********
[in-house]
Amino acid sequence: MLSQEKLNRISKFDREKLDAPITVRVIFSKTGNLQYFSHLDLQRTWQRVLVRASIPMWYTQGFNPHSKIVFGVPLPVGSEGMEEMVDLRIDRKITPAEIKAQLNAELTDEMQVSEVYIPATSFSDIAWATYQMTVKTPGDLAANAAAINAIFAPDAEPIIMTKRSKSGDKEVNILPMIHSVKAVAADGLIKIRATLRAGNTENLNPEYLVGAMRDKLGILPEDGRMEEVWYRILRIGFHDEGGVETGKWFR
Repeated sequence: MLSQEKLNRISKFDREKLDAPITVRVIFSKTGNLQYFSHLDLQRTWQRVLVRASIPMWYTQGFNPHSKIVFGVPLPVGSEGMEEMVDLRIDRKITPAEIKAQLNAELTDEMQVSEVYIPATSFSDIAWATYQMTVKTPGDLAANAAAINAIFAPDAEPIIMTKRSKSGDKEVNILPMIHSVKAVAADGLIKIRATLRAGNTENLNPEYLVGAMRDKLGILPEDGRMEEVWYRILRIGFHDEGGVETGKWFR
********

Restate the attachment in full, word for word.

[in-house]
Amino acid sequence: MLSQEKLNRISKFDREKLDAPITVRVIFSKTGNLQYFSHLDLQRTWQRVLVRASIPMWYTQGFNPHSKIVFGVPLPVGSEGMEEMVDLRIDRKITPAEIKAQLNAELTDEMQVSEVYIPATSFSDIAWATYQMTVKTPGDLAANAAAINAIFAPDAEPIIMTKRSKSGDKEVNILPMIHSVKAVAADGLIKIRATLRAGNTENLNPEYLVGAMRDKLGILPEDGRMEEVWYRILRIGFHDEGGVETGKWFR
Repeated sequence: MLSQEKLNRISKFDREKLDAPITVRVIFSKTGNLQYFSHLDLQRTWQRVLVRASIPMWYTQGFNPHSKIVFGVPLPVGSEGMEEMVDLRIDRKITPAEIKAQLNAELTDEMQVSEVYIPATSFSDIAWATYQMTVKTPGDLAANAAAINAIFAPDAEPIIMTKRSKSGDKEVNILPMIHSVKAVAADGLIKIRATLRAGNTENLNPEYLVGAMRDKLGILPEDGRMEEVWYRILRIGFHDEGGVETGKWFR